WASHINGTON. Five former American diplomats issued an appeal today to 12 heads of state and the Secretary General of the Organization of American States, Dr. Luis Almagro saying that the murdering of “Venezuelans who demanded a return to the rule of law and democracy … will not be [resolved] without democratic governments [taking] every step needed to bring peace, justice and democracy to the Venezuelan people.”
I almost feel sorry for The Miami Herald’s reporter Mimi Whitefield that has been assigned with the task of selling everything and anything from Cuba to the local readers.
We end the year 2017 with a regrettable report of 12 documented deaths in Cuba of a political nature with a dreadful awareness that this is just the tip of the iceberg.
Venezuela's President, Nicolás Maduro, says the country's main opposition parties are banned from taking part in next year's presidential election.
Doctors treating the U.S. embassy victims of suspected attacks in Cuba have discovered brain abnormalities as they search for clues to explain hearing, vision, balance and memory damage, The Associated Press has learned.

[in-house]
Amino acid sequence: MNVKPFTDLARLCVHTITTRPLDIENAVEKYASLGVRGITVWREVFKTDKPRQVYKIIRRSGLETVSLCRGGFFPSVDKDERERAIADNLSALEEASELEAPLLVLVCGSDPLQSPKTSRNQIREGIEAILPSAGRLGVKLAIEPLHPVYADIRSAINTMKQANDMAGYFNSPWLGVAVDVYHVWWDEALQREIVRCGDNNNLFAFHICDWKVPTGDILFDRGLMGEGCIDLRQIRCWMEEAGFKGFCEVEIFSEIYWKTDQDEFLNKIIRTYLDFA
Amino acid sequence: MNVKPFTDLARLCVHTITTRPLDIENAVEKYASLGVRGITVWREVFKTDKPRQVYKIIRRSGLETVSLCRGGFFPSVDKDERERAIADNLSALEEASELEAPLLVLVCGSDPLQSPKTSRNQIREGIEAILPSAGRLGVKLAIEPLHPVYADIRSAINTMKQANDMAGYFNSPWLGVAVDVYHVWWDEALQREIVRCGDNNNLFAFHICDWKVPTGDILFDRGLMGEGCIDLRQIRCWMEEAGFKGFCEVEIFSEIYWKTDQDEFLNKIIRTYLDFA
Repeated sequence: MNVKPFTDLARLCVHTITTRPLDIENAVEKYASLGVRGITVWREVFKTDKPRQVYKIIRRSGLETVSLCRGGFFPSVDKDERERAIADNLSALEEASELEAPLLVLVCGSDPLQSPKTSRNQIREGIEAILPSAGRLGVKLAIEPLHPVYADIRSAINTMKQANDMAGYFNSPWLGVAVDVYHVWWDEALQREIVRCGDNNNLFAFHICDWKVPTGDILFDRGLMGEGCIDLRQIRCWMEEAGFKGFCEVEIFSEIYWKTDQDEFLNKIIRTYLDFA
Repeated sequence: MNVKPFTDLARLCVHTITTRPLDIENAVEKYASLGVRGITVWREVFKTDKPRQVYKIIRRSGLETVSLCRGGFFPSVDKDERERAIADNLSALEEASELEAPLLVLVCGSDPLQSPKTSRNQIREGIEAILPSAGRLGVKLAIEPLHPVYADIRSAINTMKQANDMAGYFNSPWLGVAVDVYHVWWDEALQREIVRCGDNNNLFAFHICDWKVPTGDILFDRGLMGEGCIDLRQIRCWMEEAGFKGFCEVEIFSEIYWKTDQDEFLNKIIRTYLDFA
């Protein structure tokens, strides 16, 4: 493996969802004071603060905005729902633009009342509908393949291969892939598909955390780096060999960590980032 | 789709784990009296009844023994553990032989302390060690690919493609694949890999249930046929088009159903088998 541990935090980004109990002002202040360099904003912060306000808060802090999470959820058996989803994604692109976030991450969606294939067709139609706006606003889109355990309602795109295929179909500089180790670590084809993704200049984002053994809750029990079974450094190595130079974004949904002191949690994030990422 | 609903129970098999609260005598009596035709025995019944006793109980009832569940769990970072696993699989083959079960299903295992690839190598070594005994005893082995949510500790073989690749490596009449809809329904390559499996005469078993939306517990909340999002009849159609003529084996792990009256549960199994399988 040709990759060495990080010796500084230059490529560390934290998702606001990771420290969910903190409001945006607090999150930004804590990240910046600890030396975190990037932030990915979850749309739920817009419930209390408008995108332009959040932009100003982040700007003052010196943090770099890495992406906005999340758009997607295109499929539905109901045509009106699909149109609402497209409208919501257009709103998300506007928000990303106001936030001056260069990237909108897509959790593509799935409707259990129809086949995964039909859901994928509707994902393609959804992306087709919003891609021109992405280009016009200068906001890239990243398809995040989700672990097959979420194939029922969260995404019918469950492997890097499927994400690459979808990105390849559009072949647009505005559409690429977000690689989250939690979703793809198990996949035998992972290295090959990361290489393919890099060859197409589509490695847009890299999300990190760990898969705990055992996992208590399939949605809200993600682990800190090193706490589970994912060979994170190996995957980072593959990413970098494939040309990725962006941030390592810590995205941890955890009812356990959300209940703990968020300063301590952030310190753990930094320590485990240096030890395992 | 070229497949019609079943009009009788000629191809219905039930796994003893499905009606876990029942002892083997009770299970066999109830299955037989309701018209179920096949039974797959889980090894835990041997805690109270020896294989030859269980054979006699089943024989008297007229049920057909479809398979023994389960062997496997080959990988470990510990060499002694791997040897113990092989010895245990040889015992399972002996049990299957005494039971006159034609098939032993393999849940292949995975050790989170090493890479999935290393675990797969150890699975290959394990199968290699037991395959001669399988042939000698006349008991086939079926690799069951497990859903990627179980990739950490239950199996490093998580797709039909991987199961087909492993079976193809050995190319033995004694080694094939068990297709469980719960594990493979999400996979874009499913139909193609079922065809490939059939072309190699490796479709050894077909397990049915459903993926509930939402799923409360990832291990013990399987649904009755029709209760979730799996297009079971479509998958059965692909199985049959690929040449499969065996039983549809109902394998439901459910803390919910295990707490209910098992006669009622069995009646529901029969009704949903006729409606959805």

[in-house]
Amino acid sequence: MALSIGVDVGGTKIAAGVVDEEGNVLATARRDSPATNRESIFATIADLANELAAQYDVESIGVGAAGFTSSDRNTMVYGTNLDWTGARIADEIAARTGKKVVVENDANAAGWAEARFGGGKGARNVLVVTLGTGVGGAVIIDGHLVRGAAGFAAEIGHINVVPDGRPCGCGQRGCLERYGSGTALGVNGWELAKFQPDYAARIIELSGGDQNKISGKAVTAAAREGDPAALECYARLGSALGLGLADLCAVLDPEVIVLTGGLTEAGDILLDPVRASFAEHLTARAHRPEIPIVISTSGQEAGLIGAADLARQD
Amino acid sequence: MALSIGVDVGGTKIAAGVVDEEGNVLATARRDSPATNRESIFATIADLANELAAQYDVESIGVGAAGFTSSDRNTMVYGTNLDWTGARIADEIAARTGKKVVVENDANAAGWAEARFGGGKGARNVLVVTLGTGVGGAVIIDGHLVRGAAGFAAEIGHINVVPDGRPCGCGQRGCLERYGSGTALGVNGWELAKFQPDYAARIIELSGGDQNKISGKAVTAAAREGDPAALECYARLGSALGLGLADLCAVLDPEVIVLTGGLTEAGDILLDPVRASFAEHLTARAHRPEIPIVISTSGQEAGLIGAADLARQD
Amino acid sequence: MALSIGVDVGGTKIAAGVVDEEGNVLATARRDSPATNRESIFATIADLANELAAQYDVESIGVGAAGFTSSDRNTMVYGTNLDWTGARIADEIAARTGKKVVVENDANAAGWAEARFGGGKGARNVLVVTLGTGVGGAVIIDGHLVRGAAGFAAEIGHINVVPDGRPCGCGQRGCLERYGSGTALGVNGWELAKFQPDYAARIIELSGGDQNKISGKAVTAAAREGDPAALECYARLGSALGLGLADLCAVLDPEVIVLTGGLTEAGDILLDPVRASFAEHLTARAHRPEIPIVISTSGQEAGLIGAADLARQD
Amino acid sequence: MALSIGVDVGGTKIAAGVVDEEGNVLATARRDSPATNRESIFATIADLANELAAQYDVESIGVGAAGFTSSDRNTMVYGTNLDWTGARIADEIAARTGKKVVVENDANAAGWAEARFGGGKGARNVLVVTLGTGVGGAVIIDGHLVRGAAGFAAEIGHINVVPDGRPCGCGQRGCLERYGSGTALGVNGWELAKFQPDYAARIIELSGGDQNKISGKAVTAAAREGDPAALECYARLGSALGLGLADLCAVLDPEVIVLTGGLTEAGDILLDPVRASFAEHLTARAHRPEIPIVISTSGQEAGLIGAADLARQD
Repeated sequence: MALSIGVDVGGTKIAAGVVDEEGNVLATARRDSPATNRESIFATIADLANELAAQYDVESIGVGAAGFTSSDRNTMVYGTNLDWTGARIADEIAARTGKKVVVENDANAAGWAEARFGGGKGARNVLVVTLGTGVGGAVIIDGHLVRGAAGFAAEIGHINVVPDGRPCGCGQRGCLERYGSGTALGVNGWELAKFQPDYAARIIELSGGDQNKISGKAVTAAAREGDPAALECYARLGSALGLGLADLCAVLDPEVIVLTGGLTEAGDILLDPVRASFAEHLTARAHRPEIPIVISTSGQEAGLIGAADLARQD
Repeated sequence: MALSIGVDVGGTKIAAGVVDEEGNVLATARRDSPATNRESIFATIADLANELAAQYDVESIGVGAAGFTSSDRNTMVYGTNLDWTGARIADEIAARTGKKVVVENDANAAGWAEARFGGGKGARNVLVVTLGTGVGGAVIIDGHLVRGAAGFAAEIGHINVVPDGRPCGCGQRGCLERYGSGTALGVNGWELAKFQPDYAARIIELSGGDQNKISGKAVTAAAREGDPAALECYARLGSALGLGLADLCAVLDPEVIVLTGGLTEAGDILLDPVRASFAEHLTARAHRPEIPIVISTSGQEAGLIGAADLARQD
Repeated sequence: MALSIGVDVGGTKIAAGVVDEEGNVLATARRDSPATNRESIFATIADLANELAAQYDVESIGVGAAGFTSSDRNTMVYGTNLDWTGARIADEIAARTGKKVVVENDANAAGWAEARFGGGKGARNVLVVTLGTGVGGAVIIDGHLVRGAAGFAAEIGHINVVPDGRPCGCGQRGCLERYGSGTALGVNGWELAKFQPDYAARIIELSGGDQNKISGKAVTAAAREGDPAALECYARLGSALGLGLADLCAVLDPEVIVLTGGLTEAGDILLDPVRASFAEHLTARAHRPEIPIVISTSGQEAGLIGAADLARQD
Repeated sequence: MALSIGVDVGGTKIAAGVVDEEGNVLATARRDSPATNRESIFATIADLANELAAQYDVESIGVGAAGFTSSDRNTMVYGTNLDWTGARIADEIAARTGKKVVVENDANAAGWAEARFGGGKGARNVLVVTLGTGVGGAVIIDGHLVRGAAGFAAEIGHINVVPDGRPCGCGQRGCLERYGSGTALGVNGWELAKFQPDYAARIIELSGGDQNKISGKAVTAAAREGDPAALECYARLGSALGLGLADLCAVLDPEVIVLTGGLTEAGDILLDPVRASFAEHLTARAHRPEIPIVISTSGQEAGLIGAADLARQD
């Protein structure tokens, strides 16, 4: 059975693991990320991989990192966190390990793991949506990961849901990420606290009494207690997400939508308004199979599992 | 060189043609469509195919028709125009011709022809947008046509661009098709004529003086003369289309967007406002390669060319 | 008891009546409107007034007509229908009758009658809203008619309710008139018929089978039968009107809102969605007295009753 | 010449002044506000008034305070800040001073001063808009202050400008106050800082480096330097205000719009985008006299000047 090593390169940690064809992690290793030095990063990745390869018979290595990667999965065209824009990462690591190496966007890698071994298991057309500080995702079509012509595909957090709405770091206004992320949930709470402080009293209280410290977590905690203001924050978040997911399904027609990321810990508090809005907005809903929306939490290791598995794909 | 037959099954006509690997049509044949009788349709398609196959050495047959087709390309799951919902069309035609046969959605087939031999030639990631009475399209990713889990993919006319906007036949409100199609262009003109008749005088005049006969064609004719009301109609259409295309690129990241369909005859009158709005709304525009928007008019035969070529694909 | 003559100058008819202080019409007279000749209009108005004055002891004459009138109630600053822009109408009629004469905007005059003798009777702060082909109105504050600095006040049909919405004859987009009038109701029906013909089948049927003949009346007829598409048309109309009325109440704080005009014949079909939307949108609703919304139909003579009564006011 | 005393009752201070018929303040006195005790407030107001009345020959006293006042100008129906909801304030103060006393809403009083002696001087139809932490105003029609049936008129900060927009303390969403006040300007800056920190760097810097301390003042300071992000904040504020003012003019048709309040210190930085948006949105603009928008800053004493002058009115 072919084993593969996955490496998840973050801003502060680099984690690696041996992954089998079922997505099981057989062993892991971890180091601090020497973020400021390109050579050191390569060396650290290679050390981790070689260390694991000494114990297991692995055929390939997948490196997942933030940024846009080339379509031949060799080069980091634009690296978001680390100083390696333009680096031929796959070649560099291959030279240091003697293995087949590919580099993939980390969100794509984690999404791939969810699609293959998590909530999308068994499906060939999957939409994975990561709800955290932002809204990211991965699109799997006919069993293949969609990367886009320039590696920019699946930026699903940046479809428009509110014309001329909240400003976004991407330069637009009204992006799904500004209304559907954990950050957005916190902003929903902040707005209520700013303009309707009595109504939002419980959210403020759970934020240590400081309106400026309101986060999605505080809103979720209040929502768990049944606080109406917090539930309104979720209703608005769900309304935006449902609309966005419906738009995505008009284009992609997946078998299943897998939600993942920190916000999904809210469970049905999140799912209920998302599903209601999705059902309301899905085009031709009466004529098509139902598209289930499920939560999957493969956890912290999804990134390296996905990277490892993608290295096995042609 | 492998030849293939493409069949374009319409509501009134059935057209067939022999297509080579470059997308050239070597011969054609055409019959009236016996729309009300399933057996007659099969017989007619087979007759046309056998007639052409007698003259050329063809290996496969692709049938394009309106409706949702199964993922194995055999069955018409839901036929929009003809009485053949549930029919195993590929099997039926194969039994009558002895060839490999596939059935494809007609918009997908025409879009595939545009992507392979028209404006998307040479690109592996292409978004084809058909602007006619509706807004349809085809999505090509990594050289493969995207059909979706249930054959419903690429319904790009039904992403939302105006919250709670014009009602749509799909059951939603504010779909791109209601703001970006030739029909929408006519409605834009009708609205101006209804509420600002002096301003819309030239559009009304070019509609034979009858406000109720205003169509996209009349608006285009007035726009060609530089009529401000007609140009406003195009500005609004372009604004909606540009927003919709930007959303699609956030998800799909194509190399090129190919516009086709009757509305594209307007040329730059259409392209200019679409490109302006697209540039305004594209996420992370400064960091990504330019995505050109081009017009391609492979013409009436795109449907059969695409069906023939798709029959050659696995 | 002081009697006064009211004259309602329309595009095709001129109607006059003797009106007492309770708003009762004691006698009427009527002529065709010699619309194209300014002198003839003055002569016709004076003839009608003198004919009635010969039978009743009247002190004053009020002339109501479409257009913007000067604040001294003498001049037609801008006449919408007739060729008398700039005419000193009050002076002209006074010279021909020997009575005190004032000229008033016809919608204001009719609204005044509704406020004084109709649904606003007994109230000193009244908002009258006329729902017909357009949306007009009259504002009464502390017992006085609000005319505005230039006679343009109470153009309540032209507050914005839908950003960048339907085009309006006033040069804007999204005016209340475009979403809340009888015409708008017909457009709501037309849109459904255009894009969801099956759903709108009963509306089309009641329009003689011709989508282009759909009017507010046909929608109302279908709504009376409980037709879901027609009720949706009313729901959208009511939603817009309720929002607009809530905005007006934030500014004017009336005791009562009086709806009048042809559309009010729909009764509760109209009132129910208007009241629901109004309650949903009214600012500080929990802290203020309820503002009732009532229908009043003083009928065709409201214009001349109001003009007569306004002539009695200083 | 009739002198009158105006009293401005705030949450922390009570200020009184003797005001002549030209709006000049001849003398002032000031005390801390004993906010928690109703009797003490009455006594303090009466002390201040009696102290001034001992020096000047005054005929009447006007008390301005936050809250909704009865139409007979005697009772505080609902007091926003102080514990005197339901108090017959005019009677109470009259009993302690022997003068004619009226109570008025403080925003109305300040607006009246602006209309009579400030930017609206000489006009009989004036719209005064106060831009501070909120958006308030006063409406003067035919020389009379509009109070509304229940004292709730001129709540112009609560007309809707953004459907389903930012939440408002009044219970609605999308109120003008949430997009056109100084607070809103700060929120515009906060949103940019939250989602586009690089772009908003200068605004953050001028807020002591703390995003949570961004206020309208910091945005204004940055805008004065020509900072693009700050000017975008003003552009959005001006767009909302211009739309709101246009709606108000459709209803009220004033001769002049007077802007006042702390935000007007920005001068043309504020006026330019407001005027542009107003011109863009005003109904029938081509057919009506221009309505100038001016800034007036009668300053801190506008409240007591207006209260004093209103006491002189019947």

Raúl Castro promised a better life for Cubans when he launched timid economic reforms and opened a few doors to private business. But after a decade in power, he will likely retire in the spring with the economy in recession for the second year in a row — an economic outlook that is worse than when he took control.
According to Fox News, "as the nuclear threat from North Korea continues, [Raul Castro] "met with the rogue nation's Foreign Minister Ri Yong Ho in a bid to diffuse tensions between Pyongyang and Washington." In the same article by Benjamin Brown, it says that Cuba's foreign minister met with the North Korean envoy and that "by engaging in talks, the ministers sought... the peaceful settlement of disputes, a [Cuban] ministry statement said."
In Russia, for several years, generals and legislators have been advocating the opening of a military base in Cuba. The first mention of returning to a permanent Russian base in Cuba occurred in February 2014.
El primer vicepresidente cubano, Miguel Díaz-Canel, apostó este domingo por la "continuidad" del socialismo y la Revolución ante el relevo generacional en el poder que se dará en el país a partir de febrero de 2018, cuando el general Raúl Castro abandone la presidencia.
The man widely seen as Cuba's next president delivered a defiant rejection of demands for change in the island's single-party system as he participated Sunday in the first in a series of elections expected to end with his taking over from Raul Castro next year. First Vice President Miguel Diaz-Canel said the voting will deliver a message to the world.